By Alan Prendergast
By Michael Roberts
By Michael Roberts
By Amber Taufen
By Patricia Calhoun
By William Breathes
By Michael Roberts
By Melanie Asmar
That's an exaggeration, but not by much. In 2000, high-tech business publications, then among the hottest properties in journalism, were desperate to staff up, and many did so by raiding the biz departments at dailies. Typical was the now-defunct Interactive Week, a Ziff-Davis mag whose readership had quadrupled since its 1994 founding. In a matter of months, Interactive Week lured away five Rocky business employees by offering higher salaries and the opportunity to work from their homes ("Show Them the Money," November 16, 2000). Numerous Post types left under similar circumstances, and Lewis understood why: "People didn't see a lot of stability here. And they thought, 'I can make $85,000 a year working at home in my underwear.'"
Getting folks to work for less dough in a clothing-mandatory office was tough. "You just couldn't hire people," Lewis says. "They'd laugh at you. You'd call and tell them, 'I've got an opening for a business reporter at the Denver Post,' and they wouldn't even return your calls." So Lewis improvised. Instead of engaging folks with five or ten years' experience, as is common at the Post, he reached out to a couple of interns, Andy Vuong and the aforementioned Kristi Arellano, then a junior at the University of Denver, as well as to Kelly Pate Dwyer, who'd served as a temporary reporter under Knox. He also brought along Louis Aguilar, with whom he'd worked at the Colorado Springs Gazette, and convinced Hudson, a colleague during his Rocky days, to cross the street because "he was kicking my ass." During his first six months as editor, Lewis "hired or promoted two-thirds of the people here," and, in his opinion, "I got lucky. Most of the people turned out to be really great, and I got a lot of diversity on top of it -- a staff that was roughly 50 percent female and 25 percent minority."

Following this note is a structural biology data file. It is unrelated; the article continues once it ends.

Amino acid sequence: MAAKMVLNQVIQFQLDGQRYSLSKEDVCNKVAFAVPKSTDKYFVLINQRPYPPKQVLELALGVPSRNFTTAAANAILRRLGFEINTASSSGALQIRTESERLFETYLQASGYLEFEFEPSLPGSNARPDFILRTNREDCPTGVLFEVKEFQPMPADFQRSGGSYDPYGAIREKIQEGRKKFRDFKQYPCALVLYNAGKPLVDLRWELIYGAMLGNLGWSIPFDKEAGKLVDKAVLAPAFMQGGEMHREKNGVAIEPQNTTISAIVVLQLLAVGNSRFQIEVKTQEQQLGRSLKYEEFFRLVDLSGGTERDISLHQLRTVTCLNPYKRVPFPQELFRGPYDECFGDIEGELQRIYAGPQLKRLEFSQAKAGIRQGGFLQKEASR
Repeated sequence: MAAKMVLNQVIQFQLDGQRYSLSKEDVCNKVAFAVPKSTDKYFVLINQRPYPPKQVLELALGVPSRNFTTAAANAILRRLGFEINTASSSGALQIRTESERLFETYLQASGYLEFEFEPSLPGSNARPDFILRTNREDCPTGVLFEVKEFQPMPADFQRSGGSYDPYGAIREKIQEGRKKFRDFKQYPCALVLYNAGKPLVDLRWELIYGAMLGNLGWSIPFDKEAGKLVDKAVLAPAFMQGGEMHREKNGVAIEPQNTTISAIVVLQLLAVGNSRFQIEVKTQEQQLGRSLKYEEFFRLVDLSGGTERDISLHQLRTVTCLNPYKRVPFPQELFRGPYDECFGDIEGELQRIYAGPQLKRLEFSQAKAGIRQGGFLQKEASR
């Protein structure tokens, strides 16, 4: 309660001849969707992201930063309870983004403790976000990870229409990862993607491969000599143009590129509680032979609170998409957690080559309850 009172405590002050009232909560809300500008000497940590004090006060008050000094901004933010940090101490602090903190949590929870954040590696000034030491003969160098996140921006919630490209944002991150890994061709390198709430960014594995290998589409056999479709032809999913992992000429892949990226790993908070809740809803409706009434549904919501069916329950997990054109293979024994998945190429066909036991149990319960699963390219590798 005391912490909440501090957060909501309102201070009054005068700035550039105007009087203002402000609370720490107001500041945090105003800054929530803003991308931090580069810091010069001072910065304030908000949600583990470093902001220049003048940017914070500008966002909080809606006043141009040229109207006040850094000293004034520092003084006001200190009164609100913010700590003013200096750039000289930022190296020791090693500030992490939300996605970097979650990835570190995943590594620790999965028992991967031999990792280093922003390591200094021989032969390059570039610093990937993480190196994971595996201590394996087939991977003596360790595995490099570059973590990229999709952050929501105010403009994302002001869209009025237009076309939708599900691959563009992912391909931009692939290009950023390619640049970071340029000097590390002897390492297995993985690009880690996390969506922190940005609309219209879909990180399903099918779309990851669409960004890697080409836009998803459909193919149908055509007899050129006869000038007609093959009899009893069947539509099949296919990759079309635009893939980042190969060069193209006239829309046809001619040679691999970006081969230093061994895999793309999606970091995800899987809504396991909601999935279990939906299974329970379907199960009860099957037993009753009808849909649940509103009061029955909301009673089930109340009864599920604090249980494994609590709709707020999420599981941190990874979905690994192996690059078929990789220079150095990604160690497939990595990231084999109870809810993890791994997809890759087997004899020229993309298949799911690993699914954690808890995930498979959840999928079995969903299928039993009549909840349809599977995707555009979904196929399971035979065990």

Lewis also started writing columns, and although they were regular highlights of the section, they provided ammo for the likes of former Qwest head Joe Nacchio, a frequent Lewis target. As Lewis wrote in an October 10 column, Nacchio griped about the "negative tonality" of the Post's reporting during a 2001 meeting with him and Hudson -- but the conversation went further than that. "One of his arguments was, 'You say you're objective when you're business editor, but you're writing this crap,'" Lewis recalls.
In the end, Lewis is confident the Post met any and all objectivity standards, and assorted investigations into Qwest's activities bolster his argument. But Moore felt Lewis the writer was limited by the need to strike this balance. "He was drawing a box around himself as a columnist," he says. "A lot of the subject matter was national stuff; he wasn't really writing about local things, because he was trying to steer clear of conflicts. And I thought it would be better to let him do the full windup and just let it go." Lewis ultimately agreed. He stopped searching for a full-time business columnist and took the job himself.